PORTLAND — More treatment, more education and more compassion were the themes April 6 at a community meeting on the battle against opioid addiction and overdoses.
“This drug rewires their brains,” Durham resident David Cleveland said of his three children who are addicted to opioids. “All of (my children) have told me, ‘I never thought I’d get to a point where I would stick a needle in my arm.’”
The forum at the Ocean Gateway Terminal was sponsored by the city and the Maine Opiate Collaborative. The collaborative, established by U.S. Attorney Thomas E. Delahanty II, has held 11 meetings this year, forum moderator Carol Kelly said. It is seeking to develop a three- to five-year strategy to address what is now considered a public-health crisis.
The forum, organized by city Substance Use Prevention Coordinator Bridget Rauscher, featured a panel with Police Chief Michael Sauschuck, Portland Overdose Prevention Project Director Chris Corson, Portland Recovery Community Center Program Director Steve Cotreau, Milestone Foundation Executive Director Bob Fowler and Christopher Poulos, who represented Young People in Recovery.
Poulos, who is about to earn his law degree after serving a federal prison term for drug-related offenses, said it was crucial for him to step forward.
“I have buried too many friends to remain silent,” he said. “When I was arrested, no one in recovery sat down with me and said, ‘There is another way to live.’”
Cleveland shared a stark and emotional story.
“We have been going through this for the last six years,” he said. “We have drained our funds, and for the last three years, my wife and I have lived through trauma.”
Cleveland said one daughter injured in an automobile accident had to be administered almost twice the lethal dose of pain medication because of the tolerance she developed through opioid use.
He said he has private health insurance to pay for treatment, but with his daughter now in jail because of the accident, her out-of-state placement in a 90-day treatment facility is in peril.
Corson focused on the hazards of improperly stored medications.
“It isn’t something people go wild about, but it has a direct link to youth,” he said, citing statistics that say 66 percent of teens trying pharmaceuticals take improperly stored pills.
A U.S. Department of Justice study established that four of five people arrested for heroin offenses said their opioid use began with prescription medications someone had obtained legally.
Lyman Moore seventh-grader Aalliyah Ferreira and her classmate, Taevonna Caterina, said they have been studying substance use prevention, and the potential access to opioids frightened Ferreira.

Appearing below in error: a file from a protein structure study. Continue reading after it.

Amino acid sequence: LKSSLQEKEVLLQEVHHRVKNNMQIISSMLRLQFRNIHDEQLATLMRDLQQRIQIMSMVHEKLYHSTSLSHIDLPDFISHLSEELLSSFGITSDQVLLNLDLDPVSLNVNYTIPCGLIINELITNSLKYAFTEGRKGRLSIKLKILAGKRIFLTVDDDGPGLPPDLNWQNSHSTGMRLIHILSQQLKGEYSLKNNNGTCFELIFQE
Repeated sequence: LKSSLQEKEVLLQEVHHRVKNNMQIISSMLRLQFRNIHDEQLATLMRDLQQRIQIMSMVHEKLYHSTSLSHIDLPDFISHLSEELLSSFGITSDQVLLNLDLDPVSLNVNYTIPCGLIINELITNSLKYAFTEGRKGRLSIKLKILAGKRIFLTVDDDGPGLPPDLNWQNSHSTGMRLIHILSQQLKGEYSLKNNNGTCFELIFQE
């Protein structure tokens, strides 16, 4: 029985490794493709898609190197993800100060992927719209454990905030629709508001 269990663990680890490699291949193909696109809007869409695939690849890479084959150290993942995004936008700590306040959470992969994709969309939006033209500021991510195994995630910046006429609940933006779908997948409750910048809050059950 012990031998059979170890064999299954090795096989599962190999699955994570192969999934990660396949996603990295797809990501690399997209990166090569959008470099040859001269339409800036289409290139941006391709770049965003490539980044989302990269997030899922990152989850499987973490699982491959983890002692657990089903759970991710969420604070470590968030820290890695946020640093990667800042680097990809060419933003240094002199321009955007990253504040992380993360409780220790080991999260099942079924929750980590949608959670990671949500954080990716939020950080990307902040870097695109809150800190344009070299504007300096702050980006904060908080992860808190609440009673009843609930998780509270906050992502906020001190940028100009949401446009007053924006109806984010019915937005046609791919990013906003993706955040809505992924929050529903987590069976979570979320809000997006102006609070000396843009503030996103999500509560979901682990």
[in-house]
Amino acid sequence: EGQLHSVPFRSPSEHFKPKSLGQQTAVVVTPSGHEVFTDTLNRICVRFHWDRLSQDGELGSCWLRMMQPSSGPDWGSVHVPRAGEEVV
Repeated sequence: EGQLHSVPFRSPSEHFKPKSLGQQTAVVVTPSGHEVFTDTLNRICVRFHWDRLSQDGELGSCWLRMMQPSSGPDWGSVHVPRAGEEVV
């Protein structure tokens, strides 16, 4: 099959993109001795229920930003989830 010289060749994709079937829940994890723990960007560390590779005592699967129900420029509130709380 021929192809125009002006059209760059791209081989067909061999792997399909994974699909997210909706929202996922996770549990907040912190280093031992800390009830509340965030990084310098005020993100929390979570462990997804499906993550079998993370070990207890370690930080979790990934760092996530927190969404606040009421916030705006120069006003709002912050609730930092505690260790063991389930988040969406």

“It is kind of crazy to think one of my schoolmates can go away that easily, to need help and not know where to get help,” she said following Cleveland’s comments.
Sauschuck said his department is changing its outlook.
“We have been doing this wrong, and we have been doing it wrong for a long time,” the chief said about not considering treatment, prevention and education on equal footing with arresting users.
In February, Law Enforcement Addiction Advocacy Program liaison Oliver Bradeen began working with city police and people addicted to opioids to help find treatment. Unlike Scarborough’s Operation Hope, LEAAP does not place people in treatment facilities, because Sauschuck didn’t think the demand could not be met.
“I did not want to be out of business by noon the next day,” he said.
Cotreau, who helped establish Operation Hope with Scarborough Police Officer John Gill and Crime Analyst Jamie Higgins, said the city did needed its own approach.
“It would also not work to have two of the programs side-by-side,” he said.
Sauschuck, Cotreau and Fowler said what is needed is more local treatment options, as well as more MaineCare coverage using federal Medicaid funding.
The detox unit at Milestone has more than 40 beds, and is typically filled, Fowler said, increasingly with opioid users. Once detox is complete, he said finding treatment is difficult for anyone without insurance coverage.
“It is a lot of work to sort of cobble a life back together,” Fowler said.
Danny Hatt, a funeral director for Conroy-Tully Crawford Funeral Homes, said he has too often seen the ultimate damage of opioid use.
“There is an idea of what the drug user looks like, and we need to convince people that is not the right idea,” he said. “When we are getting two or three overdose deaths a week, it is wearing us down and we all need to do something about it.”
Funeral director Danny Hatt speaks April 6 at a Portland forum on opioid use: “It is wearing us down and we all need to do something about it.”
David Cleveland of Durham, left, listens as middle-schooler Alliyah Ferreira talks about opioid use at a Portland forum April 6. Cleveland said he has three children who are heroin users.